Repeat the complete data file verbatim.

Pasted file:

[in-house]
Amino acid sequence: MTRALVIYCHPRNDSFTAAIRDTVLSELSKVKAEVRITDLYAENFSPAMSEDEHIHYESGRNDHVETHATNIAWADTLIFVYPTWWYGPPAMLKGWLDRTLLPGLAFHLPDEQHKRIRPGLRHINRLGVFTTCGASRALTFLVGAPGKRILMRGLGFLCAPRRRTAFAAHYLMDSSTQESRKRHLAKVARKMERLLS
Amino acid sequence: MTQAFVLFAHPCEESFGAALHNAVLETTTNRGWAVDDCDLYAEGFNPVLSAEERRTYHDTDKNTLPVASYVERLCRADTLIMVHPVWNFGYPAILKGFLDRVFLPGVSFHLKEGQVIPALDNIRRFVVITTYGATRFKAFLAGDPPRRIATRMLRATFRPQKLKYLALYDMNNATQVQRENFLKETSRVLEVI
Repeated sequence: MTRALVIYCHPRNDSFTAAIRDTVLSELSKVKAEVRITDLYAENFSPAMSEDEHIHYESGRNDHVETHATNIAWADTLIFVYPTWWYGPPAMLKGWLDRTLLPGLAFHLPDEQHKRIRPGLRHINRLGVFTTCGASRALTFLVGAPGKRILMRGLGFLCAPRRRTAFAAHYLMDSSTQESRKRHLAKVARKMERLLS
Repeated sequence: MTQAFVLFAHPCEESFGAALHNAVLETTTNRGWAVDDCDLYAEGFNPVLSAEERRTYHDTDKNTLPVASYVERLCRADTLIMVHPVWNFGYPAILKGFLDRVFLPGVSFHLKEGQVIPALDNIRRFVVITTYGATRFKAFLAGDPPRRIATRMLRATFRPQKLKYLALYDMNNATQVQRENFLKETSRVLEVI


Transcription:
[in-house]
Amino acid sequence: MTRALVIYCHPRNDSFTAAIRDTVLSELSKVKAEVRITDLYAENFSPAMSEDEHIHYESGRNDHVETHATNIAWADTLIFVYPTWWYGPPAMLKGWLDRTLLPGLAFHLPDEQHKRIRPGLRHINRLGVFTTCGASRALTFLVGAPGKRILMRGLGFLCAPRRRTAFAAHYLMDSSTQESRKRHLAKVARKMERLLS
Amino acid sequence: MTQAFVLFAHPCEESFGAALHNAVLETTTNRGWAVDDCDLYAEGFNPVLSAEERRTYHDTDKNTLPVASYVERLCRADTLIMVHPVWNFGYPAILKGFLDRVFLPGVSFHLKEGQVIPALDNIRRFVVITTYGATRFKAFLAGDPPRRIATRMLRATFRPQKLKYLALYDMNNATQVQRENFLKETSRVLEVI
Repeated sequence: MTRALVIYCHPRNDSFTAAIRDTVLSELSKVKAEVRITDLYAENFSPAMSEDEHIHYESGRNDHVETHATNIAWADTLIFVYPTWWYGPPAMLKGWLDRTLLPGLAFHLPDEQHKRIRPGLRHINRLGVFTTCGASRALTFLVGAPGKRILMRGLGFLCAPRRRTAFAAHYLMDSSTQESRKRHLAKVARKMERLLS
Repeated sequence: MTQAFVLFAHPCEESFGAALHNAVLETTTNRGWAVDDCDLYAEGFNPVLSAEERRTYHDTDKNTLPVASYVERLCRADTLIMVHPVWNFGYPAILKGFLDRVFLPGVSFHLKEGQVIPALDNIRRFVVITTYGATRFKAFLAGDPPRRIATRMLRATFRPQKLKYLALYDMNNATQVQRENFLKETSRVLEVI